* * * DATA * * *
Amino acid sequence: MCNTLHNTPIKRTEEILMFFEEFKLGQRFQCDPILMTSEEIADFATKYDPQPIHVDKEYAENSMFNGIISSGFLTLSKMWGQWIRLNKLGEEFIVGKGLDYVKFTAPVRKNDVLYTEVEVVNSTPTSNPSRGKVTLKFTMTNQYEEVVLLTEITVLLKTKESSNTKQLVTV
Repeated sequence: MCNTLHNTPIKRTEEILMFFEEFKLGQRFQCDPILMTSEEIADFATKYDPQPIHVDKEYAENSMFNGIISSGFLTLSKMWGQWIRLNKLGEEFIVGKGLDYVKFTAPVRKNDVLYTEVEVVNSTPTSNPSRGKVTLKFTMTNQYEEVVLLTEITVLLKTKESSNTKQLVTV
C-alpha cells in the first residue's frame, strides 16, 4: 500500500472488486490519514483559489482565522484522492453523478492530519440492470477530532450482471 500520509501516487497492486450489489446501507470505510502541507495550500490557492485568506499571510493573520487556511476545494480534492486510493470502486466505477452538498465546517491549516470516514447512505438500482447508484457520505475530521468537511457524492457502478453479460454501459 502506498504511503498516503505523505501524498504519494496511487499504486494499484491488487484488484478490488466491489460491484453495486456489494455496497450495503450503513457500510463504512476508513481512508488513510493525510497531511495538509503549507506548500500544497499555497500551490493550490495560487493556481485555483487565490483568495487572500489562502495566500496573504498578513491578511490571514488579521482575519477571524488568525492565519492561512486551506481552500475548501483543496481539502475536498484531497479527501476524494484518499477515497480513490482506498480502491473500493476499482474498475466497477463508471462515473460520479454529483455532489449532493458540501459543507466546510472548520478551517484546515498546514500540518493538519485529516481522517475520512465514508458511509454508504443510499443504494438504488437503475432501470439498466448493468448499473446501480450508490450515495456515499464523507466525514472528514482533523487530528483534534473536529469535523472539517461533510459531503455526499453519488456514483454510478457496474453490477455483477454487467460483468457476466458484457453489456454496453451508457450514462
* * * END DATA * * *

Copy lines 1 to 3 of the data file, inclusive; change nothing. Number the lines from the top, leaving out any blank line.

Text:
Amino acid sequence: MCNTLHNTPIKRTEEILMFFEEFKLGQRFQCDPILMTSEEIADFATKYDPQPIHVDKEYAENSMFNGIISSGFLTLSKMWGQWIRLNKLGEEFIVGKGLDYVKFTAPVRKNDVLYTEVEVVNSTPTSNPSRGKVTLKFTMTNQYEEVVLLTEITVLLKTKESSNTKQLVTV
Repeated sequence: MCNTLHNTPIKRTEEILMFFEEFKLGQRFQCDPILMTSEEIADFATKYDPQPIHVDKEYAENSMFNGIISSGFLTLSKMWGQWIRLNKLGEEFIVGKGLDYVKFTAPVRKNDVLYTEVEVVNSTPTSNPSRGKVTLKFTMTNQYEEVVLLTEITVLLKTKESSNTKQLVTV
C-alpha cells in the first residue's frame, strides 16, 4: 500500500472488486490519514483559489482565522484522492453523478492530519440492470477530532450482471 500520509501516487497492486450489489446501507470505510502541507495550500490557492485568506499571510493573520487556511476545494480534492486510493470502486466505477452538498465546517491549516470516514447512505438500482447508484457520505475530521468537511457524492457502478453479460454501459 502506498504511503498516503505523505501524498504519494496511487499504486494499484491488487484488484478490488466491489460491484453495486456489494455496497450495503450503513457500510463504512476508513481512508488513510493525510497531511495538509503549507506548500500544497499555497500551490493550490495560487493556481485555483487565490483568495487572500489562502495566500496573504498578513491578511490571514488579521482575519477571524488568525492565519492561512486551506481552500475548501483543496481539502475536498484531497479527501476524494484518499477515497480513490482506498480502491473500493476499482474498475466497477463508471462515473460520479454529483455532489449532493458540501459543507466546510472548520478551517484546515498546514500540518493538519485529516481522517475520512465514508458511509454508504443510499443504494438504488437503475432501470439498466448493468448499473446501480450508490450515495456515499464523507466525514472528514482533523487530528483534534473536529469535523472539517461533510459531503455526499453519488456514483454510478457496474453490477455483477454487467460483468457476466458484457453489456454496453451508457450514462